Author Topic: One book is enough  (Read 2922 times)


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One book is enough
« on: June 07, 2009, 12:09:22 PM »
We are all reading several books, not yet able to arrive
at the answer.  People read from Sankara to Paul Loke
and Eckhart Tolle, to find answers.  David Godman has
said that for a serious sadhak, Who am I? alone is enough.
But we, the poor mortals want more and more, like Oliver

On 31st December 1945, a gentleman from Punjab, [now
in Pakistan] arrived.  He was a Moslem born with visual
handicap.  He has not only learnt Urdu but also Arabic,
Perisan and English. He knew the whole of Koran by heart.
It seemed that he had heard of Bhagavan Ramana from a
friend, who had also translated for his benefit, "Who am I?"
in Urdu for him.  Thereupon, he decided to have darshan of
Bhagavan and accordingly had come all the way from Punjab,
all alone.  He spent sometime with Bhagavan Ramana.

Somebody suggested to him that he should hear some other
works of Bhagavan.  He replied:

"No. It is not necessary.  That one book is enough!"

(Source: Day by Day.  Devaraja Mudaliar, entry dated
31st December 1945.)

Arunachala Siva.


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Re: One book is enough
« Reply #1 on: June 07, 2009, 05:07:38 PM »
Very true.
It all depends on the grade of the aspirant.
A matured aspirant will attain the state after hearing the truth once.

Ordinary mortals like us fall into the trap of outgoing mind and crave for answers from books.



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Re: One book is enough
« Reply #2 on: June 08, 2009, 09:22:03 AM »
I think much more than books, Sravana or direct listening to discourses are a sure way to attain knowledge. It is said that Sravana is the most important of all sadhanas and it is the most subtlest and hence the most powerful. Nothing like listening to a jnani's voice explaining subtle truths that can reach the depths of the mind. That way even audio CD's might be more beneficial than books.


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Re: One book is enough
« Reply #3 on: June 08, 2009, 11:52:21 AM »
Sravana is good no doubt.  But the audio sravana is not
sravana at all.  The audio will not answer your doubt if you
raise one!  The books help in a few more ways:

1. You can refer to a passage again and again, in case of

2. You can lie down in your bed and read, as and when you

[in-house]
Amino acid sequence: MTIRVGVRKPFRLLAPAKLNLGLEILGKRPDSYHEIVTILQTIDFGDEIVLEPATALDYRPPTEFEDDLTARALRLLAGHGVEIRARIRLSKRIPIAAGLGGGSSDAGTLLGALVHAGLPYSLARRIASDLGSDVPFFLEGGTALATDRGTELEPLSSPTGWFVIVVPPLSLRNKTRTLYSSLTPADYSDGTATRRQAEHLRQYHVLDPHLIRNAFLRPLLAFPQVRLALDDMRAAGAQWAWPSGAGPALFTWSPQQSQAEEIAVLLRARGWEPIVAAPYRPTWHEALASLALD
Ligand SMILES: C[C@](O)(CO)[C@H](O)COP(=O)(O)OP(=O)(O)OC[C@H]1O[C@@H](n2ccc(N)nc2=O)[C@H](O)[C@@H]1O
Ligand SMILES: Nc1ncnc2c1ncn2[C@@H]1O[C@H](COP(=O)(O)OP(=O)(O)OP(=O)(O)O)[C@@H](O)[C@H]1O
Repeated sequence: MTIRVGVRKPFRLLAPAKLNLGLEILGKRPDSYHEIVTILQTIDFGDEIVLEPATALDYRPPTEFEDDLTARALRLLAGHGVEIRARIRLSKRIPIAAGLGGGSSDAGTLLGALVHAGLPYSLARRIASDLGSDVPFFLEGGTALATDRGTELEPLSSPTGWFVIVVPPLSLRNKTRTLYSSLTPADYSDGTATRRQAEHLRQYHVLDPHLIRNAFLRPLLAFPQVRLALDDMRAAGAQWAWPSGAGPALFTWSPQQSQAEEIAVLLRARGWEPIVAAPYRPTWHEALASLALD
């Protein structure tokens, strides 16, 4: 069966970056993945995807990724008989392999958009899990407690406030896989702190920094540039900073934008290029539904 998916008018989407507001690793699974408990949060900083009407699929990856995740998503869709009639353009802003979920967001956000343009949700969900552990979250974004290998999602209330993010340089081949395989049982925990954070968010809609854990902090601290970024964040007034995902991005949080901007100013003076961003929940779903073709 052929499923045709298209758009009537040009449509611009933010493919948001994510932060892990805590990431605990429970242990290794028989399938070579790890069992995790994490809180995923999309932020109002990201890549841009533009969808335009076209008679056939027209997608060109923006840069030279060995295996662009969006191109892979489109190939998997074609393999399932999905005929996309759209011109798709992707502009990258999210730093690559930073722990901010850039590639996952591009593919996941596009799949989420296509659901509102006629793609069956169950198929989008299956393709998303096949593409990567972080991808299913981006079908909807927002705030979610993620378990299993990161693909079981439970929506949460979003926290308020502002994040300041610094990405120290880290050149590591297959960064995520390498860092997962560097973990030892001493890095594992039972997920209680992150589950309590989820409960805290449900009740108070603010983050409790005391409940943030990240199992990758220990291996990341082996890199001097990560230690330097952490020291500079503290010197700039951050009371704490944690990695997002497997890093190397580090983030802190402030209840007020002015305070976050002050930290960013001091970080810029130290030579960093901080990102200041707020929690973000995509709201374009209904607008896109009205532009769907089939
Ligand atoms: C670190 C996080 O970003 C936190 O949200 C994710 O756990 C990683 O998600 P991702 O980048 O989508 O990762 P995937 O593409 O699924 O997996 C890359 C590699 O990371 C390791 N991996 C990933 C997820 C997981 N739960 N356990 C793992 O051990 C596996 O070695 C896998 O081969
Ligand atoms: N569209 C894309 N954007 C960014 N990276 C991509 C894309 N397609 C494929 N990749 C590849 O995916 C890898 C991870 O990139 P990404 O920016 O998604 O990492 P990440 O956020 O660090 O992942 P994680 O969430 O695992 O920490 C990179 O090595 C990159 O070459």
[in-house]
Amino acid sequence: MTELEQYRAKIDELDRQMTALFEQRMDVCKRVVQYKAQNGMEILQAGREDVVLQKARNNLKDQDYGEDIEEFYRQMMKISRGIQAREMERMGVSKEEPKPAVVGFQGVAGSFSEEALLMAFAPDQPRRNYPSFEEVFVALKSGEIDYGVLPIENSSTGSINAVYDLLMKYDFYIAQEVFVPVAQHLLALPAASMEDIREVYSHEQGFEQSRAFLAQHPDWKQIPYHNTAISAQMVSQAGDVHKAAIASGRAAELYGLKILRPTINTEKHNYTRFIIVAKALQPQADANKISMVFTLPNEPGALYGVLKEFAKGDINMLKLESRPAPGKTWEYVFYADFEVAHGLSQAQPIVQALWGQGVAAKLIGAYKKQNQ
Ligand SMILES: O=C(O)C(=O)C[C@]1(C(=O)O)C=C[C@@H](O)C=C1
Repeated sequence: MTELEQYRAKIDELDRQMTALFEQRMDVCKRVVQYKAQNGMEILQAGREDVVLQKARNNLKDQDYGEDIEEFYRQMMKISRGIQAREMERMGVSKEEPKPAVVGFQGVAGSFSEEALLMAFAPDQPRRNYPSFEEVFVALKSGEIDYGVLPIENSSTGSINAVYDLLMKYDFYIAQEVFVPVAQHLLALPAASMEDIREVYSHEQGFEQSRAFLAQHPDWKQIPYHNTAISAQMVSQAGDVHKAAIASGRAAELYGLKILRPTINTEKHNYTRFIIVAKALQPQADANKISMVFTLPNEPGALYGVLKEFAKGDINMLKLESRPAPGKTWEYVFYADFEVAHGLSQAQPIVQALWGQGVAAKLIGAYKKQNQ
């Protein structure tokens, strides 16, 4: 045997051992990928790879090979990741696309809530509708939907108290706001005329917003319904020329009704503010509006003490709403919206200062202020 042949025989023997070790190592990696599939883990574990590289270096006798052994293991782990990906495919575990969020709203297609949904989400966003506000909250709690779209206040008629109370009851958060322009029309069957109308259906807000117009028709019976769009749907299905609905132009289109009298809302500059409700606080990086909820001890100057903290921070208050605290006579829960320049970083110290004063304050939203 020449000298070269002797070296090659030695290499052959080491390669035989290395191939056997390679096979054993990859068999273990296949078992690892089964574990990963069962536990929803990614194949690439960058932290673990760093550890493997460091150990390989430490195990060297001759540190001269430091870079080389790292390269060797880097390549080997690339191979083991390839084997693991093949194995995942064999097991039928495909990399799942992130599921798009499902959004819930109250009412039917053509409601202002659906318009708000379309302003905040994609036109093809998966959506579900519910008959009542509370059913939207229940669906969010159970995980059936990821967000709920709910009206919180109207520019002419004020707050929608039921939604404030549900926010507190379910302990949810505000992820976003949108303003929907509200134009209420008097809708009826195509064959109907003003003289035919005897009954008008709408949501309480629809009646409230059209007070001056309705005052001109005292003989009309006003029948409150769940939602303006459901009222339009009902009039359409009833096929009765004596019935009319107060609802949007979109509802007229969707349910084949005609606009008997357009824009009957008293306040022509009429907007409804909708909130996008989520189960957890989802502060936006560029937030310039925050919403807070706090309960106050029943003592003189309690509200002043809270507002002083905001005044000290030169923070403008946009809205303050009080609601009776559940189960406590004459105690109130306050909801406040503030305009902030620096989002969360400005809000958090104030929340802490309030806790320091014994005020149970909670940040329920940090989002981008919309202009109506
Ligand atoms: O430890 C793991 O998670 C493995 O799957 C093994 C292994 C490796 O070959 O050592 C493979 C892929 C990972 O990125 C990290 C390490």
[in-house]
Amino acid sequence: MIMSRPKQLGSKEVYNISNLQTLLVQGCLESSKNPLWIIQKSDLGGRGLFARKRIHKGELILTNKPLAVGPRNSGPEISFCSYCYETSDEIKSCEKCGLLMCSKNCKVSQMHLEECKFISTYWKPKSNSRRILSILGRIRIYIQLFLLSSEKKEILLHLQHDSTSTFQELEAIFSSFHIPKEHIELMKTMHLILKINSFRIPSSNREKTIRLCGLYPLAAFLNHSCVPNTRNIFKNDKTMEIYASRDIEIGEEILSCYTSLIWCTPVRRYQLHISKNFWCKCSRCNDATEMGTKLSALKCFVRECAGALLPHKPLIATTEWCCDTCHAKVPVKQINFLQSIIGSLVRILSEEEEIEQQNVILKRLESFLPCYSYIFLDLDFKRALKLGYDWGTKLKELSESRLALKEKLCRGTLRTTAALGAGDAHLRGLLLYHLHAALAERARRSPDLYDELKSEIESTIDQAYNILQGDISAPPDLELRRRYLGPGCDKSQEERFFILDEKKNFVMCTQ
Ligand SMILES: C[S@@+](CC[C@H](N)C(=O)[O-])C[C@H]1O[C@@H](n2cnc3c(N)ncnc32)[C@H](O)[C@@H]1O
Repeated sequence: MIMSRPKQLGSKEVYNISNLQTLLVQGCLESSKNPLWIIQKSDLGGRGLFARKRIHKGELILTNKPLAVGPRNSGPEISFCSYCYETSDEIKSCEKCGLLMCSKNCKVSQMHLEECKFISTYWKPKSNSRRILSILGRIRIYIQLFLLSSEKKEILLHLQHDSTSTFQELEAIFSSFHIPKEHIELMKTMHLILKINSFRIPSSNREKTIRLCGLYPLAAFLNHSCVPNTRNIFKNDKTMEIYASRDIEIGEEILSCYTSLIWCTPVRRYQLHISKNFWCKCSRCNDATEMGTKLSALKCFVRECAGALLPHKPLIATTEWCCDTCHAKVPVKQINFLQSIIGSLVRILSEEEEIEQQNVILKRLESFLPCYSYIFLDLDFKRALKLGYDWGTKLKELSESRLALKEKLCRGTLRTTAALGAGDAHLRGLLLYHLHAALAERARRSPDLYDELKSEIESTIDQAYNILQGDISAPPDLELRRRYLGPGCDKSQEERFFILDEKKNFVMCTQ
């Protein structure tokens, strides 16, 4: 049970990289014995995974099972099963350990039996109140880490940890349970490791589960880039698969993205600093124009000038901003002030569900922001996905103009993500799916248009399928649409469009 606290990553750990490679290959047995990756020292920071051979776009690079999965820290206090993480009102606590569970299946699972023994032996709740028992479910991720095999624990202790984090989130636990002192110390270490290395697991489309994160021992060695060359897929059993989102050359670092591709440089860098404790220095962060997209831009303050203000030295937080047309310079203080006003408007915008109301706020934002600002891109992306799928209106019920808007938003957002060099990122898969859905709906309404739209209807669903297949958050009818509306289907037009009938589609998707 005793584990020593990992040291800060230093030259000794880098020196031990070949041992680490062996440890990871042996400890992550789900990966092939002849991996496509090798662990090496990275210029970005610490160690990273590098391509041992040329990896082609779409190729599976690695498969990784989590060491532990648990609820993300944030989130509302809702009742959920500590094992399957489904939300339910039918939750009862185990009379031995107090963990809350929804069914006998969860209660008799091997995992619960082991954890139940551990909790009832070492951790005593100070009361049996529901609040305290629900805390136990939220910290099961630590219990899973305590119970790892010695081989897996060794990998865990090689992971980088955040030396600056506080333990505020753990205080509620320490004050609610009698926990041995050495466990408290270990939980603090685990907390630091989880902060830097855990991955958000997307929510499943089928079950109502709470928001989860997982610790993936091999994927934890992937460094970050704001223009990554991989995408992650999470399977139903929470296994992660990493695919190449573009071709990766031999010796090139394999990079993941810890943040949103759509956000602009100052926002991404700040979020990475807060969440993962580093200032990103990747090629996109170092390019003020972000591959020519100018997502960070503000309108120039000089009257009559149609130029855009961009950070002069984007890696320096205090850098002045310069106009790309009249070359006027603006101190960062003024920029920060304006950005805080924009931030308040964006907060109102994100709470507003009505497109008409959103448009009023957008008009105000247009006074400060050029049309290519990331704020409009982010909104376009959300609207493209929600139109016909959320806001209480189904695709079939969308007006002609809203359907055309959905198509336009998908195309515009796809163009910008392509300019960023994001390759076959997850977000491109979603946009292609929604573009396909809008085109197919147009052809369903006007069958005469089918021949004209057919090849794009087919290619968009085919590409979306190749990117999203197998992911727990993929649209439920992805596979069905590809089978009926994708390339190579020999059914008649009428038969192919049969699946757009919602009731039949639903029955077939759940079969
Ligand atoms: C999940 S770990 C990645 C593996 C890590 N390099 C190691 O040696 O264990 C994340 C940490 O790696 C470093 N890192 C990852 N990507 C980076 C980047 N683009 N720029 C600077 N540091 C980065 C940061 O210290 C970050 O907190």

3. You can select a chapter and read in between.

4. You need only your eyes apart from you attention.  No
worry about power supply, which is a great deterrant in

The same is the case with e books also.

Arunachala Siva.


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Re: One book is enough
« Reply #4 on: June 08, 2009, 07:14:33 PM »
i think also that it is no problem to read, or to dont read

I do not see a difference between a aspirant who read 100 books and one who never read one (because he cannot read for example....) if both know how to walk the path...what does it matter?

if one feel he need books then please buy them, if one need a living guru please visit...if one does not need anything at all also good..

there is no formular to attain liberation...maybe on mental level there are formulars...but beyond that there is no special path and rules and ways of living...

so read books but dont forget that on absolut level this will not help...but when it makes samsara more confortable why not...medicin and cars are usefull...but not neccessary (if I have illness medicin becomes neccessary for me)...same with books and a spiritual path(If I have doubts about my true nature I should study and practice)...


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Re: One book is enough
« Reply #5 on: June 09, 2009, 10:52:52 AM »
Dear matthias and srkudai,

I think reading and the extent of reading is also one's
prarabdha.  Reading is not a pre-requisite for Jnana.
Sankara read formally everything, went to Govinda Bhagavad
Pada and then got further clarifications.  He was of course,
an avatara, and therefore Jnana was already there.  But still
he followed a formal way.  Bhagavan Ramana did not read
much but got Atmajnana and then read a few books as and
when devotees asked for clarifications.  All Sankara Math
pontiffs go through a formal learning of Vedas and Upanishads
for about 8 years.  It varies from Jnani to Jnani.  Attaining
Jnana without a formal reading, is of course, quite rare.

Arunachala Siva.